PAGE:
Lois Banner: Marilyn: The Passion and the Paradox

September 13, 2012 by  
Filed under Non-Fiction, WritersCast

978-1608195312 – Bloomsbury USA – Hardcover – $30.00 (ebook editions available, prices vary)

Marilyn Monroe was one of the great icons of mid-century America.  I grew up while she was in her prime in the late fifties and the early sixties, and the power of her image and beauty was available even to me as a pre-pubescent youth.  Her cultural appeal was remarkable.  But the complexity of her persona was equally powerful, and certainly enabled her incredible charisma and appeal.

Her marriages to the equally iconic Joe DiMaggio and the brilliant playwright Arthur Miller, and rumors of her romantic liaisons to many other well known public figures added to the mythological elements of her story.  And her undeniable skill as a comic actress and amazing on screen sexuality were unmatched by any other actor of her time.  That she died relatively young, and in mysterious and controversial circumstances only added to the ongoing fascination with her life that continues a half century later.

Marilyn biographies (and exploitive tell-alls) abound.  But no biographer has done what feminist scholar Lois Banner has done in Marilyn: The Passion and the Paradox.  This is a complex and in-depth examination of a complex and challenging subject.  Through exhaustive research and access to previously unavailable sources, Banner tells the story of Marilyn’s life in incredible (and never boring) detail, begins=ning at the outset of Marilyn’s difficult life and through to her sad and tragic death at age 36.  We learn a tremendous amount about Marilyn, as a person, an actress, a thoughtful and well read intellectual, a star with a created narrative, a lover of men and of women, and in many ways a proto-feminist figure.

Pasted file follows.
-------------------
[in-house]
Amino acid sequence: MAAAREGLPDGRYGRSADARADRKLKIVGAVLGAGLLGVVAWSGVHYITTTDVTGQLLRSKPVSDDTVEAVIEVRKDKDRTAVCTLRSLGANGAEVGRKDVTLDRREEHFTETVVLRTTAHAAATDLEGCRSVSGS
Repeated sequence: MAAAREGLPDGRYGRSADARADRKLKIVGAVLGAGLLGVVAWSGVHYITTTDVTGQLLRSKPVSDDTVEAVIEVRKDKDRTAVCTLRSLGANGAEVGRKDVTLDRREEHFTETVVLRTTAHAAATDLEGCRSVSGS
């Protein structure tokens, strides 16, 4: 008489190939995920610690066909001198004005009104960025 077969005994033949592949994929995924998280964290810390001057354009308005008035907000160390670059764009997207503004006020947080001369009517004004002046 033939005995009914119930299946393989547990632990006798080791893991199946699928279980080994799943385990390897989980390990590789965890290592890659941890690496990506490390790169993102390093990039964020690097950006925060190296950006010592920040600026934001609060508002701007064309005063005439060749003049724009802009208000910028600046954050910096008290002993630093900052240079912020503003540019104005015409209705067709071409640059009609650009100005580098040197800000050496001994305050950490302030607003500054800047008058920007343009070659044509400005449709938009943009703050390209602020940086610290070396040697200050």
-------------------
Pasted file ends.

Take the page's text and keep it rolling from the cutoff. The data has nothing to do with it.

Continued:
Reading this book, I found myself thinking about the distinctions in human nature that enables some of us to use personal challenges to grow and to create ourselves into powerful beings, while others simply suffer.  But most of all, the sheer loneliness and pain of being that beset Marilyn are overwhelming to contemplate.  Reading Banner’s recounting of her final weeks and days is an incredibly painful experience.  And it was eye-opening for me to understand that the circumstances of her death are likely not as most of us have believed, a suicide.

This is really a powerful story, and one that I recommend to readers who may not have felt themselves interested in the details of Marilyn Monroe’s life.  This is a serious biography about a serious and important life, and one that is well deserving of the powerful telling Banner has given to Marilyn.  You can learn more at the author’s website. I really enjoyed talking to Ms. Banner and wished we had more time available to talk together about this book.

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